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Muslim, Trader, Nomad, SpyChina's Cold War and the People of the Tibetan Borderlands$
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Sulmaan Khan

Print publication date: 2015

Print ISBN-13: 9781469621104

Published to North Carolina Scholarship Online: January 2016

DOI: 10.5149/northcarolina/9781469621104.001.0001

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PRINTED FROM UNIVERSITY OF NORTH CAROLINA PRESS SCHOLARSHIP ONLINE (www.northcarolina.universitypressscholarship.com). (c) Copyright University of North Carolina Press, 2021. All Rights Reserved. An individual user may print out a PDF of a single chapter of a monograph in NCSO for personal use.date: 18 September 2021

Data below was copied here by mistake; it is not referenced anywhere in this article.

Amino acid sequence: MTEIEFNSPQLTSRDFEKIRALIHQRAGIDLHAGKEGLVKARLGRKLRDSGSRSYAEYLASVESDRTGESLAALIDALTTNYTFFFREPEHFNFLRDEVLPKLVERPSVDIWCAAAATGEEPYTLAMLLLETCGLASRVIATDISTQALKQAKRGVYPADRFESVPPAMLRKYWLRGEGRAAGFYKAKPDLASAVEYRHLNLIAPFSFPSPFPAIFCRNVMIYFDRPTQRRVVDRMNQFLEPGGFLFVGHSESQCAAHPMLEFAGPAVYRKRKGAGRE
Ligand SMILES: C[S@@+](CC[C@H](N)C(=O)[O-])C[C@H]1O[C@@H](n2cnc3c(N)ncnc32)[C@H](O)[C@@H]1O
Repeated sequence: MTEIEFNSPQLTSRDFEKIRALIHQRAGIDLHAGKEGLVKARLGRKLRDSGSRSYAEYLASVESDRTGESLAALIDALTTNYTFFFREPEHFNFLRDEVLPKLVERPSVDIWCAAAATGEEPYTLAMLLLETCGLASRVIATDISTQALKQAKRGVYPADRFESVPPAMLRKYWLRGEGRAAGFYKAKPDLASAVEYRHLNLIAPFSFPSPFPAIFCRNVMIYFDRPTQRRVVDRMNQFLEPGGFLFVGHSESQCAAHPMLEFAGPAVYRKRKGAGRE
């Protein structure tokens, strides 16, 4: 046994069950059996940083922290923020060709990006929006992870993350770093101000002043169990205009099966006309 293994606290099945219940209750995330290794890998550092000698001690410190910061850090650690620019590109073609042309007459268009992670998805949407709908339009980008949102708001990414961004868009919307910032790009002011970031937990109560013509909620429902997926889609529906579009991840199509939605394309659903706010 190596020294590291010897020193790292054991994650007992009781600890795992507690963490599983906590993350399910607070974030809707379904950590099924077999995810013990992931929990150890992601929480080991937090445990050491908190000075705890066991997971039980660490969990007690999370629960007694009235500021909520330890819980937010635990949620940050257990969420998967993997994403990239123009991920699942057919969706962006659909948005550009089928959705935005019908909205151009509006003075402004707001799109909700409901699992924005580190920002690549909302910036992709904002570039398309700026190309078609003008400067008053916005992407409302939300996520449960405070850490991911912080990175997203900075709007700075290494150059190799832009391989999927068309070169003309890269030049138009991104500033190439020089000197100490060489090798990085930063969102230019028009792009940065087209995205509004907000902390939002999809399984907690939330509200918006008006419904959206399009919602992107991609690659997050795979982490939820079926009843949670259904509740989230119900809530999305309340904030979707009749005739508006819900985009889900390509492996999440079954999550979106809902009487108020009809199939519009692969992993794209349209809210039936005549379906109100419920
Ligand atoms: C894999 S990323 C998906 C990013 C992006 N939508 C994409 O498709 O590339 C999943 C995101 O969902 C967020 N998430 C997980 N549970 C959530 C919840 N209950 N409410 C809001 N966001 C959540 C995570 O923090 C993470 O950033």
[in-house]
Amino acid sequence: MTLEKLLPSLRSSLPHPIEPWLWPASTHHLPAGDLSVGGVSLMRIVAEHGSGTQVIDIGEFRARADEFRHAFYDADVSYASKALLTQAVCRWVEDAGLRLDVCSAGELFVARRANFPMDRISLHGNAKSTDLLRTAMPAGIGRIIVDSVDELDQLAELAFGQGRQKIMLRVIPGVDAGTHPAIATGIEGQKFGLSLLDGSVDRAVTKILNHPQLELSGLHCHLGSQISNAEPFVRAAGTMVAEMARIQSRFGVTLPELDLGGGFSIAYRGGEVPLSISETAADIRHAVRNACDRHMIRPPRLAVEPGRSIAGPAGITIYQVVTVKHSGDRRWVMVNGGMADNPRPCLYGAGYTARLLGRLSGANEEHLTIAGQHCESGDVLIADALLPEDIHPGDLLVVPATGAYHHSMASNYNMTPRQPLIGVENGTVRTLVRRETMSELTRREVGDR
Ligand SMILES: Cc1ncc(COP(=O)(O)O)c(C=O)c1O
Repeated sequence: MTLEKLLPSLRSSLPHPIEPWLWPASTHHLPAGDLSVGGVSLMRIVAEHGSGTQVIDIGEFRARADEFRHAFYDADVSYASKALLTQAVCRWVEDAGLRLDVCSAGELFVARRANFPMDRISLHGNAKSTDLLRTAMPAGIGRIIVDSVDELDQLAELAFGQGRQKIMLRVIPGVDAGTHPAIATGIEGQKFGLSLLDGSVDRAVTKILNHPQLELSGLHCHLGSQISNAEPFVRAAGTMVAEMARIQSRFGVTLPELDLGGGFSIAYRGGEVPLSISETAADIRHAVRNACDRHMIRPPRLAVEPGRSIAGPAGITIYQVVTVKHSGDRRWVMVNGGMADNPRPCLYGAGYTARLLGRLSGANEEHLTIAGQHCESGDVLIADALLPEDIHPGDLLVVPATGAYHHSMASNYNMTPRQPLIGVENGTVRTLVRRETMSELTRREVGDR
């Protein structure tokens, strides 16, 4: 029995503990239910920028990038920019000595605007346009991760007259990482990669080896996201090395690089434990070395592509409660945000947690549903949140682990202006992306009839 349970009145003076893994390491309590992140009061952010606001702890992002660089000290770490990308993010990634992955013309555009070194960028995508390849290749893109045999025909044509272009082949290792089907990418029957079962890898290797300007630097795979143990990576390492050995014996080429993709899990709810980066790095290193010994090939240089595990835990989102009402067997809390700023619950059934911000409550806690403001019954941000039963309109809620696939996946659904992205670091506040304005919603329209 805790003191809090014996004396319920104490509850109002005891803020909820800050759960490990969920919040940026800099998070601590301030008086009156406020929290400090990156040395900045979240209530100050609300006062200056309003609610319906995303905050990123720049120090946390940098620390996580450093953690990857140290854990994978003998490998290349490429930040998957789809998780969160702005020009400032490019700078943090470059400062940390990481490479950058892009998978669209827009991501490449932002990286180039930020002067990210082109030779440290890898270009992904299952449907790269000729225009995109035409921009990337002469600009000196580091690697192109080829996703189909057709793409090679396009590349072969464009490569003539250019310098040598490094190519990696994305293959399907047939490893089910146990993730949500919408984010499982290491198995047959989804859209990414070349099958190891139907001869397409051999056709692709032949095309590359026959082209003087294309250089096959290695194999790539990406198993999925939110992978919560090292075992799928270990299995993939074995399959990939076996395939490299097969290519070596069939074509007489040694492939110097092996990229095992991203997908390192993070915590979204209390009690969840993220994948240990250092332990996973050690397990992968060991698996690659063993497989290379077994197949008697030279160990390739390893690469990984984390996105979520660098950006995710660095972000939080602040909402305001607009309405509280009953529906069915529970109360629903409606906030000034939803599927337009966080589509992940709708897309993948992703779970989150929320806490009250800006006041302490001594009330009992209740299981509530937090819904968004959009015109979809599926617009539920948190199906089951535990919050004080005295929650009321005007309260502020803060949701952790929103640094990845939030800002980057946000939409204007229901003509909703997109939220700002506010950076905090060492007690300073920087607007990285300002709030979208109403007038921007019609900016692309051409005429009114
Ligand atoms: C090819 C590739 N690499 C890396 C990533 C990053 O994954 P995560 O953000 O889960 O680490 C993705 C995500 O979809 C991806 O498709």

Prologue

Prologue

Chapter:
(p.1) Prologue
Source:
Muslim, Trader, Nomad, Spy
Author(s):

Sulmaan Wasif Khan

Publisher:
University of North Carolina Press
DOI:10.5149/northcarolina/9781469621104.003.0001

This book is about the response of the People's Republic of China to the crisis that arose in the Tibetan frontier after the Dalai Lama fled Lhasa in 1959. It argues that the Chinese state was weak in the Tibetan borderlands and that the PRC government addressed that weakness by shifting from empire-lite to a harder, heavier imperial formation. It also considers how this transformation in the PRC structure affected the country's foreign policy during the Cold War, especially with regard to its neighbors. The book challenges understandings of Cold War international history while offering useful insights on comparative imperialism, the problems of state formation and transnational movements, boundaries in the Himalayas, and the difficulties of counterinsurgency in a mountainous yet cosmopolitan realm.

Keywords:   foreign policy, People's Republic of China, Tibet, Dalai Lama, Cold War, imperialism, transnational movements, boundaries, Himalayas, counterinsurgency

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